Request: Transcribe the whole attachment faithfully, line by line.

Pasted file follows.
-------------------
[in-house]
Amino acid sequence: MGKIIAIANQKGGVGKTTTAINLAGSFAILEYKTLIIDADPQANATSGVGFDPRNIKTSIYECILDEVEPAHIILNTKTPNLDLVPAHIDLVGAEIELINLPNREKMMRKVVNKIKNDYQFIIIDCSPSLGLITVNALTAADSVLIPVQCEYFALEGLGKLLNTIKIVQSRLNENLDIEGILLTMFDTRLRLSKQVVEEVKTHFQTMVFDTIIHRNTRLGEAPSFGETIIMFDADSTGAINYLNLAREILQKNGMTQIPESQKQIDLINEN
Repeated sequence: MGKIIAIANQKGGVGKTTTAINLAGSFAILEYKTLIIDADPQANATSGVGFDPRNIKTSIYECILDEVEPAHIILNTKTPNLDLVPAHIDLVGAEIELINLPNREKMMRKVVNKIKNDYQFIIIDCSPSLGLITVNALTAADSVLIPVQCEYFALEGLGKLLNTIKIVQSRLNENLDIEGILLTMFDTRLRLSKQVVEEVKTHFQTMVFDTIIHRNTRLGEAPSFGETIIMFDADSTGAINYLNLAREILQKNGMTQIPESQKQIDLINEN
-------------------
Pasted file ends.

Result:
[in-house]
Amino acid sequence: MGKIIAIANQKGGVGKTTTAINLAGSFAILEYKTLIIDADPQANATSGVGFDPRNIKTSIYECILDEVEPAHIILNTKTPNLDLVPAHIDLVGAEIELINLPNREKMMRKVVNKIKNDYQFIIIDCSPSLGLITVNALTAADSVLIPVQCEYFALEGLGKLLNTIKIVQSRLNENLDIEGILLTMFDTRLRLSKQVVEEVKTHFQTMVFDTIIHRNTRLGEAPSFGETIIMFDADSTGAINYLNLAREILQKNGMTQIPESQKQIDLINEN
Repeated sequence: MGKIIAIANQKGGVGKTTTAINLAGSFAILEYKTLIIDADPQANATSGVGFDPRNIKTSIYECILDEVEPAHIILNTKTPNLDLVPAHIDLVGAEIELINLPNREKMMRKVVNKIKNDYQFIIIDCSPSLGLITVNALTAADSVLIPVQCEYFALEGLGKLLNTIKIVQSRLNENLDIEGILLTMFDTRLRLSKQVVEEVKTHFQTMVFDTIIHRNTRLGEAPSFGETIIMFDADSTGAINYLNLAREILQKNGMTQIPESQKQIDLINEN